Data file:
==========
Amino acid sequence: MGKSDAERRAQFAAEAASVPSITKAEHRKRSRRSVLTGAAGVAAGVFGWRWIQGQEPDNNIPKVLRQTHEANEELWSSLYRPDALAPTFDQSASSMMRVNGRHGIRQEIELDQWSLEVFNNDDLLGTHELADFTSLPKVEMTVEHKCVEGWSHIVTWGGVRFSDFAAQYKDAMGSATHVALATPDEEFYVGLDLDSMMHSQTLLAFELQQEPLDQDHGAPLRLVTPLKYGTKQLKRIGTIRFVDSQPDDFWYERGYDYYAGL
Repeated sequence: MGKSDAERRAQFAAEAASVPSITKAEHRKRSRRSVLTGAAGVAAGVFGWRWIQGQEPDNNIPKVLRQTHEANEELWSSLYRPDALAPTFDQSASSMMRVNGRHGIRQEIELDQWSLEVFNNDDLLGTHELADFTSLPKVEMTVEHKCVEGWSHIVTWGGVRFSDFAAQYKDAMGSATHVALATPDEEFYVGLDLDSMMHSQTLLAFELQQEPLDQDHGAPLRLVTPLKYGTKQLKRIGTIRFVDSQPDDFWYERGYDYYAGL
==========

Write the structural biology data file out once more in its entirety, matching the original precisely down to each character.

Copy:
Amino acid sequence: MGKSDAERRAQFAAEAASVPSITKAEHRKRSRRSVLTGAAGVAAGVFGWRWIQGQEPDNNIPKVLRQTHEANEELWSSLYRPDALAPTFDQSASSMMRVNGRHGIRQEIELDQWSLEVFNNDDLLGTHELADFTSLPKVEMTVEHKCVEGWSHIVTWGGVRFSDFAAQYKDAMGSATHVALATPDEEFYVGLDLDSMMHSQTLLAFELQQEPLDQDHGAPLRLVTPLKYGTKQLKRIGTIRFVDSQPDDFWYERGYDYYAGL
Repeated sequence: MGKSDAERRAQFAAEAASVPSITKAEHRKRSRRSVLTGAAGVAAGVFGWRWIQGQEPDNNIPKVLRQTHEANEELWSSLYRPDALAPTFDQSASSMMRVNGRHGIRQEIELDQWSLEVFNNDDLLGTHELADFTSLPKVEMTVEHKCVEGWSHIVTWGGVRFSDFAAQYKDAMGSATHVALATPDEEFYVGLDLDSMMHSQTLLAFELQQEPLDQDHGAPLRLVTPLKYGTKQLKRIGTIRFVDSQPDDFWYERGYDYYAGL